How Mail Encryption works
E-mail encryption ensures secure transmission of a message between sender and recipient. An unencrypted e-mail can be read by attackers at any node of a network. This is prevented by the encryption. The characters of the e-mail are changed and made illegible with the help of a key.
Symmetric and asymmetric encryption
In the symmetrical method, the transmitter and receiver use the same key. The main disadvantage is that it must be transmitted between both parties and can be readif the transmission is electronic. Therefore, this method is rarely used today.
As asymmetric methods require more computing effort, the sender and receiver have different keys, one of which is only suitable for encrypting, the other only for decrypting the message. Both are independent and cannot be derived from each other.
How the asymmetric method works
When a message is transmitted using this procedure, both keys are generated together by the recipient as a key pair. One of them, the “private key“, is secret and remains with the recipient. The other, the “public key“, can be transmitted without security concerns to the sender, who uses it to encrypt the message. The recipient decrypts the message with his “private key”. Since the encrypted message cannot be decrypted with the “public key”, the procedure solves the transmission problem of symmetric encryption.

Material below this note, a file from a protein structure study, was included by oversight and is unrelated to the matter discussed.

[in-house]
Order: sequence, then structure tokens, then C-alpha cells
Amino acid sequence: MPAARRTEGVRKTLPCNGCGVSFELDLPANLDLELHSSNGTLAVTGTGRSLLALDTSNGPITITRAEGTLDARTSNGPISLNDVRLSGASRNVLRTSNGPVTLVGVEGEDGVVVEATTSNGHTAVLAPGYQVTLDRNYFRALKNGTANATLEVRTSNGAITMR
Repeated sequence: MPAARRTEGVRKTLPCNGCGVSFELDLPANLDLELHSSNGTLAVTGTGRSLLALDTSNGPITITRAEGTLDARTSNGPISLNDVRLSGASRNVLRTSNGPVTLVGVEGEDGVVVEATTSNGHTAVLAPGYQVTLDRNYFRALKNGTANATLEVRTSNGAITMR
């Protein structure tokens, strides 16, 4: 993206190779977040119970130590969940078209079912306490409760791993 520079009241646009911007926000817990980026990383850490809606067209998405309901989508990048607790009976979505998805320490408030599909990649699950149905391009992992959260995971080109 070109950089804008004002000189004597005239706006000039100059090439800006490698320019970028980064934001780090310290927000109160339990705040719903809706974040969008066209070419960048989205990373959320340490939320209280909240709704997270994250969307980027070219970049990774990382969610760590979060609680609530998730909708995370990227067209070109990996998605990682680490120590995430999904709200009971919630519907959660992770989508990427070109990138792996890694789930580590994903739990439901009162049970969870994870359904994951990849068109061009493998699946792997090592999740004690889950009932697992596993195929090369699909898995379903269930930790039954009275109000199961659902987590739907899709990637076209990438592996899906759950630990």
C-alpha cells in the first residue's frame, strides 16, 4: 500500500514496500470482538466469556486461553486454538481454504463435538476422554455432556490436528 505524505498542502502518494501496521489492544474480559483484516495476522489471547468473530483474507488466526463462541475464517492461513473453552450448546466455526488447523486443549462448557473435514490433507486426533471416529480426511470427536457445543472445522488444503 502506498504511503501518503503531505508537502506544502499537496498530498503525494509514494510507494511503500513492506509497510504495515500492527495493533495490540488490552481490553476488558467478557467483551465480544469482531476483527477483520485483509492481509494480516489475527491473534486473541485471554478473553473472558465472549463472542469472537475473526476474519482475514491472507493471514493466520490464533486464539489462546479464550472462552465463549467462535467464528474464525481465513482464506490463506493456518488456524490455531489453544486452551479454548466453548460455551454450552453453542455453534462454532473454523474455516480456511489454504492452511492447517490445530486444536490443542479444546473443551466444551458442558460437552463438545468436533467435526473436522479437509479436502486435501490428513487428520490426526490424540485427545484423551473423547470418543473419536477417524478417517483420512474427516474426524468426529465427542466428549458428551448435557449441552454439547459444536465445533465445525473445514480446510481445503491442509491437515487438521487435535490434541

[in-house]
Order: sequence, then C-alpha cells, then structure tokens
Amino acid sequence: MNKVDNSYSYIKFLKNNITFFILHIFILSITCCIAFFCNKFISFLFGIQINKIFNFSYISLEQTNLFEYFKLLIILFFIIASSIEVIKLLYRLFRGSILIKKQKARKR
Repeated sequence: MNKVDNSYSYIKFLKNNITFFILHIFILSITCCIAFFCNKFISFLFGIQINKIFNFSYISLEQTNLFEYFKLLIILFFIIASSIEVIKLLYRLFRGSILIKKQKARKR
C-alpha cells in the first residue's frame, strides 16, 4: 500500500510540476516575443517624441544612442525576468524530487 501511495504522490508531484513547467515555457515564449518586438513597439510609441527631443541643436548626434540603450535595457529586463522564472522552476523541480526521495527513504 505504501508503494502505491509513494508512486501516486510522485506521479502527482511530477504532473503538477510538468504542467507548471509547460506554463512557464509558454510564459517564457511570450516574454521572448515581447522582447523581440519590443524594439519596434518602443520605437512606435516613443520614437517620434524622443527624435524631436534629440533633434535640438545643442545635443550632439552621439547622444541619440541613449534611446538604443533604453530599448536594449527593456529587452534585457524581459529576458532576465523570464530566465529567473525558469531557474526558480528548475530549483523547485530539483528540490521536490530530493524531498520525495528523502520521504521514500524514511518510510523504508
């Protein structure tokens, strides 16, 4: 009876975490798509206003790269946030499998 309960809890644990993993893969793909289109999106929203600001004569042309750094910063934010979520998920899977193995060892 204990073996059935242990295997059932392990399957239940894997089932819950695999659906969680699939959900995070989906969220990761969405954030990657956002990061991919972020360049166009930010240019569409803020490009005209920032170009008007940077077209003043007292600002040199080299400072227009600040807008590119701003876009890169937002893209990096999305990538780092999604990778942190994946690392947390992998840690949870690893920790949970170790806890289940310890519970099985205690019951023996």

Additional security is guaranteed by an e-mail signature. For this purpose, the sender generates a key pair, encrypts its own signature with its “private key” and transmits the corresponding “public key” to the recipient. The recipient decrypts the signature and can verify the authenticity of the sender.
OpenPGP and GnuPG
One of the first popular programs for asymmetric encryption was Pretty Good Privacy (PGP), developed in 1991. GNU Privacy Guard (GnuPG) is an open source version of PGP that is widely used today in security-critical environments and is also recommended for home users. GnuPG is available for all common operating systems and can be conveniently operated via programs with a graphical interface.
GnuPG uses the OpenPGP standard, which combines the security of asymmetric encryption with the speed of symmetrical encryption. Not the e-mail itself, but a symmetric key, the session key, is encrypted using the asymmetric method. The session key is used to encrypt and decrypt the email, and then discarded. Since the session key is comparatively short, OpenPGP can also be used to securely transmit long messages with little computing effort.
An entrepreneur sends confidential documents to a supplier. The vendor has a key pair of “private key” and “public key”. The entrepreneur generates a session key and requests the supplier’s public key to encrypt the session key and send it to the supplier. The supplier decrypts the session key with his “private key”. The entrepreneur then encrypts the e-mail using the session key that the supplier also uses to decrypt the message.